Trump-Kim summit: Body language projects confidence, though subtle power play also apparent

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There is more to a 12-second handshake than meets the eye. An expert decodes US President Donald Trump and North Korean leader Kim Jong Un's body language.
US President Donald Trump and North Korean leader Kim Jong Un walking through the courtyard of Capella Singapore on June 12, 2018.
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SINGAPORE - As the landmark summit between the United States and North Korea kicked off on Tuesday morning (June 12), the first movements of both leaders towards each other projected confidence, though there were also signs of subtle power play.

When the leaders walked towards each other at Sentosa's Capella Singapore hotel's outdoor courtyard, US President Donald Trump was the first to extend his arm to North Korean leader Kim Jong Un, something a host would normally do, said Mr Praveen Nair, a psychologist and senior consultant at Raven Counselling and Consultancy.

This behaviour was later repeated as Mr Trump waited for Mr Kim to enter the library before following, noted Mr Nair. "He could be trying to show that he is in charge even though he is on neutral soil."

Still, Mr Kim - who at 34 is less than half Mr Trump's age at 71 - responded warmly and graciously to these advances, said founder-director of etiquette consultancy Protocol Academy Teo Ser Lee, who also conducts body language training.

Mr Kim also appeared to be making a conscious effort to project a presence as he stood next to Mr Trump, said Mr Nair.

"He stood with his shoulders back, chest puffed out and feet wide apart."

Though there is a height difference of about 20cm between the two men - Mr Trump is said to be 1.9m tall and Mr Kim 1.7m tall, the difference was not as stark in the photos, he added. This could mean that Mr Kim was wearing elevated shoes to minimise this difference.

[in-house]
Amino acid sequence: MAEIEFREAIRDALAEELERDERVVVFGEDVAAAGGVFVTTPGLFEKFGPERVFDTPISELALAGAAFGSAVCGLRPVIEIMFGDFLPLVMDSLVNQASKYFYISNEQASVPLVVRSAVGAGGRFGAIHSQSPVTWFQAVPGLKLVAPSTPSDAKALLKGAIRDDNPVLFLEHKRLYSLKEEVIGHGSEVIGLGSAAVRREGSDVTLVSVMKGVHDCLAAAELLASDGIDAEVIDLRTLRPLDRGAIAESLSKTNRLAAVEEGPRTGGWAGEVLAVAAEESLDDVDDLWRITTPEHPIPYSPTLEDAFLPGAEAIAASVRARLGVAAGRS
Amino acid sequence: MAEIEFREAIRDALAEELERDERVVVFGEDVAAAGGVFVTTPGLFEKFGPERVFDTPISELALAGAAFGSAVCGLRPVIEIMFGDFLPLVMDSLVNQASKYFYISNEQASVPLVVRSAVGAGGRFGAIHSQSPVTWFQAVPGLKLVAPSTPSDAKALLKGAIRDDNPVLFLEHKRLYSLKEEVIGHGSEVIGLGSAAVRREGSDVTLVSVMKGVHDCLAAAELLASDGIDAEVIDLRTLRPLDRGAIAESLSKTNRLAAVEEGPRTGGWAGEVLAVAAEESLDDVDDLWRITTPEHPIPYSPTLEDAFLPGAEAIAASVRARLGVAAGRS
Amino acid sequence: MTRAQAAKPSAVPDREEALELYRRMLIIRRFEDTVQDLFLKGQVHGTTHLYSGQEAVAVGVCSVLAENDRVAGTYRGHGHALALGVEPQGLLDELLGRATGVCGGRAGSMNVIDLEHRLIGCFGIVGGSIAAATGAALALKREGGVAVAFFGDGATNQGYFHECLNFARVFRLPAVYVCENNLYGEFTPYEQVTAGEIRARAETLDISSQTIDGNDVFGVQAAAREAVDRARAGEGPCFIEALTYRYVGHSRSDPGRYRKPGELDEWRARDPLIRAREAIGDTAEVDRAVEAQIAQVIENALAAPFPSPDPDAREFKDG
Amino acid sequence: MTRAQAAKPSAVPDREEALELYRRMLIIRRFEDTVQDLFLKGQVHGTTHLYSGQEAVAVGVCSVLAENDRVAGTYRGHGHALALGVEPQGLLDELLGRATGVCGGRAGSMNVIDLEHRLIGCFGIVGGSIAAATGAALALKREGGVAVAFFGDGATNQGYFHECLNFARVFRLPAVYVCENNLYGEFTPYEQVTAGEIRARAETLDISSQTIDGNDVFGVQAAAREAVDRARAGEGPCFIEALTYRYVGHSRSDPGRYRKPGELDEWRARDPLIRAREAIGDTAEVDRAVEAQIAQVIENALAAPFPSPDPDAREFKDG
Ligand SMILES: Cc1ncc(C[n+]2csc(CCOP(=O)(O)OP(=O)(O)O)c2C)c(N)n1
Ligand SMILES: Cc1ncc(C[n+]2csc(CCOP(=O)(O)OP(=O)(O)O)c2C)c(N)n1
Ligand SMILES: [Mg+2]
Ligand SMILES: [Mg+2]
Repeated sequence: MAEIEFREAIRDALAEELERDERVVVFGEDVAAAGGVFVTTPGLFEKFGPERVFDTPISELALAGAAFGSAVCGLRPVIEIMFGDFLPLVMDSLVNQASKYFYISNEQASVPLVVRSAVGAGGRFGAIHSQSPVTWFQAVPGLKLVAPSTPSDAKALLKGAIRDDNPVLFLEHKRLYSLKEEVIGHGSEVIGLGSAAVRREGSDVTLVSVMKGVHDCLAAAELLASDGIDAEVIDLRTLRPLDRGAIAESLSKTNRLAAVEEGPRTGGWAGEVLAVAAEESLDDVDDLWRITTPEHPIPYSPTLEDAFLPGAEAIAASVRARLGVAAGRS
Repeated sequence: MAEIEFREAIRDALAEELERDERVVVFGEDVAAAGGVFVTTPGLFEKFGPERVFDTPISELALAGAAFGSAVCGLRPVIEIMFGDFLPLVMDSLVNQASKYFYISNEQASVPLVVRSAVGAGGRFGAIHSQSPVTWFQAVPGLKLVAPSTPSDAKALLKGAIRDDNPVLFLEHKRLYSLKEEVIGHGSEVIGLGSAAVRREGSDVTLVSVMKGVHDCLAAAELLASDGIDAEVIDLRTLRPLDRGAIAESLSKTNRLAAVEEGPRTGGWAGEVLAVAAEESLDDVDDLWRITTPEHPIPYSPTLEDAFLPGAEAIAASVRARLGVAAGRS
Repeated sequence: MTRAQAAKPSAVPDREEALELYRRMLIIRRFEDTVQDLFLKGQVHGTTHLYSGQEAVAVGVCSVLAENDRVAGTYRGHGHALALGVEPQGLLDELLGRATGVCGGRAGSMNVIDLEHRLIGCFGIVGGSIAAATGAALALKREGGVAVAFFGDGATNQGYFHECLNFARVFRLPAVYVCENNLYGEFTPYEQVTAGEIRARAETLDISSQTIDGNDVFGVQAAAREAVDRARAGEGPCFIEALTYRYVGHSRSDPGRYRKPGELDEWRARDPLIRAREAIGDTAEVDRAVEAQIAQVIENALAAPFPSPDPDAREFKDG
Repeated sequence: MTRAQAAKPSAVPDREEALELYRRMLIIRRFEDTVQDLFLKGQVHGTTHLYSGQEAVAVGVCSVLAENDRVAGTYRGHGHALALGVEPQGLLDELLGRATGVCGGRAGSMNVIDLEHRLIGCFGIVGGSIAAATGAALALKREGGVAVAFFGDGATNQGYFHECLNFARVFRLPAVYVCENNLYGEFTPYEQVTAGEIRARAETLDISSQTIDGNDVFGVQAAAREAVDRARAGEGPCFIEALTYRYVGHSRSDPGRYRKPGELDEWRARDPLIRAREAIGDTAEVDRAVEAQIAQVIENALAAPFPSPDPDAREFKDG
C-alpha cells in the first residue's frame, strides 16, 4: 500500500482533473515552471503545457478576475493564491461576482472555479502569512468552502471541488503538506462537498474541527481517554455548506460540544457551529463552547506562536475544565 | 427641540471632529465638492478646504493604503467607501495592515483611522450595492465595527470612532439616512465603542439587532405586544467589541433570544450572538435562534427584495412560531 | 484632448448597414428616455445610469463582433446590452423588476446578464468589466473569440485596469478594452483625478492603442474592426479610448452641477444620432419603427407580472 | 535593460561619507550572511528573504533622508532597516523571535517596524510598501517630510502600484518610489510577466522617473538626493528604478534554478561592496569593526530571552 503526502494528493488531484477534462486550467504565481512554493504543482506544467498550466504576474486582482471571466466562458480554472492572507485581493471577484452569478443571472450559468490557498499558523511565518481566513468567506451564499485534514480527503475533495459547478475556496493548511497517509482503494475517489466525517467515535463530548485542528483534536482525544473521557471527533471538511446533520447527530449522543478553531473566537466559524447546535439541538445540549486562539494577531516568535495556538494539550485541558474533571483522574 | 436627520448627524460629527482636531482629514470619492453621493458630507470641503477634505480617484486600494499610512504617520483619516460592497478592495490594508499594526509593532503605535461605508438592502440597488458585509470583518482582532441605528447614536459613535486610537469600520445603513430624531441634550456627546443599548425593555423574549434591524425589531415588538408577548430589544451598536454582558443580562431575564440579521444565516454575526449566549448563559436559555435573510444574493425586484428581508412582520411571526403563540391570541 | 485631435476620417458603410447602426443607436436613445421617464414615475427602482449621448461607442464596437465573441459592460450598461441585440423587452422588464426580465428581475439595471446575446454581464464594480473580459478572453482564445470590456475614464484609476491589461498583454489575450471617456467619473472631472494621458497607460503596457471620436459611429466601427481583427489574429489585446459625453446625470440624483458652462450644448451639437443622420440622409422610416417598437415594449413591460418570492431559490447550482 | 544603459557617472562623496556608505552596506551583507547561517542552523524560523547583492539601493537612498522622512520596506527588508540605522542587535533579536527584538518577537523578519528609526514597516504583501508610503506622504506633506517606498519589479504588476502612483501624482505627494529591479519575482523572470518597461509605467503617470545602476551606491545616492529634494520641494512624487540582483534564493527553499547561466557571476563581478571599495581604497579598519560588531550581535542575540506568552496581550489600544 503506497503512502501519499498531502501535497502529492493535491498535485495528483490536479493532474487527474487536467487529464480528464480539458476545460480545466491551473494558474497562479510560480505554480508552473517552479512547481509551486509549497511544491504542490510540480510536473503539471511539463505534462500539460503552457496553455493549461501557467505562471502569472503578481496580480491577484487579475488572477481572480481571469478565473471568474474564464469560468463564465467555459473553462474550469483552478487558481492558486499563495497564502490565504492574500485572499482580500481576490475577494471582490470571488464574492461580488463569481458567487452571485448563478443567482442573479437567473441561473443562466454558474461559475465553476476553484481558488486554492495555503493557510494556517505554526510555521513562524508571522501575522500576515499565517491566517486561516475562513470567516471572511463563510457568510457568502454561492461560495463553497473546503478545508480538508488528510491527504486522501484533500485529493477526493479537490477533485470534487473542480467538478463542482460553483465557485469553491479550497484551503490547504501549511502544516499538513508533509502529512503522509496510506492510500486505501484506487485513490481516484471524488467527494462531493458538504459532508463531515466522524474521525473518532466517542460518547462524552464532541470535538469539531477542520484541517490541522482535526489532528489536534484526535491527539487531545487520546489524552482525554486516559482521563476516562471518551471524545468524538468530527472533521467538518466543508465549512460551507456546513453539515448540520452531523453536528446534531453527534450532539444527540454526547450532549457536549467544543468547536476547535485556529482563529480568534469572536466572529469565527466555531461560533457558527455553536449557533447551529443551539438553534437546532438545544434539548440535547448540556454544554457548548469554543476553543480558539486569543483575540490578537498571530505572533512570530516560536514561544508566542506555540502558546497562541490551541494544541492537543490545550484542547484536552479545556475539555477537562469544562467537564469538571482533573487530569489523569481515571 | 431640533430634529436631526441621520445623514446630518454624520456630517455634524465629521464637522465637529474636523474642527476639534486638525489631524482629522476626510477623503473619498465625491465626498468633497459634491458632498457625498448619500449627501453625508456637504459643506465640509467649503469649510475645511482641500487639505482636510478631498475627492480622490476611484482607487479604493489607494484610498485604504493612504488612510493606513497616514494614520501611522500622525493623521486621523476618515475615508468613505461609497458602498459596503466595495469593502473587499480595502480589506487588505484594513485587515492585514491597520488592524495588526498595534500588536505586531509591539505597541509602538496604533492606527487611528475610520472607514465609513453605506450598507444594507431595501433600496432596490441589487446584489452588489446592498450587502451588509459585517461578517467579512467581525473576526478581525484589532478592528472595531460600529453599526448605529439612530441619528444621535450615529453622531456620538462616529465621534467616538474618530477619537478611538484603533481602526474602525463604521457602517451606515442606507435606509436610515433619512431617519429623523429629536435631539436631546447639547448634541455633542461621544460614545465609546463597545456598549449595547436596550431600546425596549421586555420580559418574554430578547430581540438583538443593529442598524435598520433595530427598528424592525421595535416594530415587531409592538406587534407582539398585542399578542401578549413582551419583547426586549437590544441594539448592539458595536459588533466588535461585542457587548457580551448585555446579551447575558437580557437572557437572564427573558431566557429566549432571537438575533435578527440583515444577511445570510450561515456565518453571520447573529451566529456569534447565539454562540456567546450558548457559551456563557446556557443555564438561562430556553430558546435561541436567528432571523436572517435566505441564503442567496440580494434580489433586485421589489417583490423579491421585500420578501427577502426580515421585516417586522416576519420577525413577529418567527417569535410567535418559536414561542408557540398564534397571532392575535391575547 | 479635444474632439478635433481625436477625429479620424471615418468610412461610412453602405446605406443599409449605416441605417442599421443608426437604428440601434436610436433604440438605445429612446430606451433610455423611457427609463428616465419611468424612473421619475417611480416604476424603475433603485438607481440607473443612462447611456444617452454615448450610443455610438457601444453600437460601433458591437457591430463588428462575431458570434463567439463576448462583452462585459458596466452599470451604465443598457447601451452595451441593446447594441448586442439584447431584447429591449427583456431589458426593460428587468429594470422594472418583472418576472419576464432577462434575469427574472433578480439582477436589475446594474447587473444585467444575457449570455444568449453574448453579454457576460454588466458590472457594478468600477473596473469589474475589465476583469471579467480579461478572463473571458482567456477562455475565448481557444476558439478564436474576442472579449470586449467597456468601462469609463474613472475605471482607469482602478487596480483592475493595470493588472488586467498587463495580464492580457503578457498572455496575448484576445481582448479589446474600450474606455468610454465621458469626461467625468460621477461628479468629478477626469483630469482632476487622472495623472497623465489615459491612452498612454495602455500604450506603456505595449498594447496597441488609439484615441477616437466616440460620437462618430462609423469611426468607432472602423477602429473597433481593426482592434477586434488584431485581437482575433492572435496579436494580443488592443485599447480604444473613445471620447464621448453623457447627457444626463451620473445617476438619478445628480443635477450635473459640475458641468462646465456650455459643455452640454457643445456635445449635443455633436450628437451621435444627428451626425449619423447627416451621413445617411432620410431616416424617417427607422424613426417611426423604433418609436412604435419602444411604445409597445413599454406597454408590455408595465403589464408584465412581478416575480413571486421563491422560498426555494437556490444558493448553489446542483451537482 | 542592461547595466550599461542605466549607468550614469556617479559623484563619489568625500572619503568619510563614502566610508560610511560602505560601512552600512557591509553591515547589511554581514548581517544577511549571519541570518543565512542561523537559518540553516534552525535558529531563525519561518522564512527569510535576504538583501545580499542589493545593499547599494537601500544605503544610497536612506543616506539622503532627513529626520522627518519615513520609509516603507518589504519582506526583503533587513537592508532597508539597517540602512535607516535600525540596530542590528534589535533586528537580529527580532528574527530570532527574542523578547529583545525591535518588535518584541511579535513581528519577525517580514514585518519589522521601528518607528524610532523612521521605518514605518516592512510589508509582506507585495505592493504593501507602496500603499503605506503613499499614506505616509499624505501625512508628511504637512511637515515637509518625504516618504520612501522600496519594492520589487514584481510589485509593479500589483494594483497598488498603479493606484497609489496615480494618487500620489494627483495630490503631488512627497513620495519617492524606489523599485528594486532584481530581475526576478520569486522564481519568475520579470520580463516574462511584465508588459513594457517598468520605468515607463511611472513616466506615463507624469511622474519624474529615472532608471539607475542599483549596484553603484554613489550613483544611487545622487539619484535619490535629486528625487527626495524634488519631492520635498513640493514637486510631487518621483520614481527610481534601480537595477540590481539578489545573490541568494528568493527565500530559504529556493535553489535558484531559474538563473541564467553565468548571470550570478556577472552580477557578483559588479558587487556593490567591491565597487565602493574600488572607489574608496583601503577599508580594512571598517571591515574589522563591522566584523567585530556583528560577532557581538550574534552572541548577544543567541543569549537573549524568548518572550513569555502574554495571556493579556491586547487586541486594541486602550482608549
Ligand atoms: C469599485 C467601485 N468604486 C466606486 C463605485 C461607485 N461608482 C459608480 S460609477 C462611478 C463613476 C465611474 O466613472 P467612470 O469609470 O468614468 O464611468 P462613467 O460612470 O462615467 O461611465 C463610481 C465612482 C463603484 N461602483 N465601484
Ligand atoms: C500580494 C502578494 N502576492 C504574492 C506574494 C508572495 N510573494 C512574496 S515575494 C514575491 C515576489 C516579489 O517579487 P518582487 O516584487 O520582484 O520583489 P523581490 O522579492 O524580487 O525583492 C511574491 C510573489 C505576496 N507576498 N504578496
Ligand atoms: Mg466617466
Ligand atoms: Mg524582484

The first 12-second handshake between the two men was firm and appeared to be one between equals, signalling confidence, professionalism and assertiveness, said Ms Teo.

However, Mr Trump later reached out, palm up, to Mr Kim for a handshake when they sat down. "It was a submissive handshake, which could be because he did not want to show aggression," said Ms Teo.

Both two leaders' bodies also leaned towards each other - an indication that both parties had a genuine interest and sincerity in being present at the summit, observed Mr Nair.

Prior to that, Mr Kim also patted the US President's arm, mimicking Mr Trump's earlier behaviour. Psychological theories have shown that mimicry can establish rapport and likeability, indicating Mr Kim's eagerness to be liked by the other party.

But this could also be an attempt to show control over the encounter, body language expert Karen Leong told Reuters.

Subsequently, Mr Trump flashed a thumbs up to Mr Kim as cameras from the world's media clicked. "It indicates his eagerness for the summit to be perceived as a success," said Mr Nair.

Ahead of 2pm, the two men signed a declaration that will, according to Mr Trump, "take care of a very big and dangerous problem for the rest of the world".

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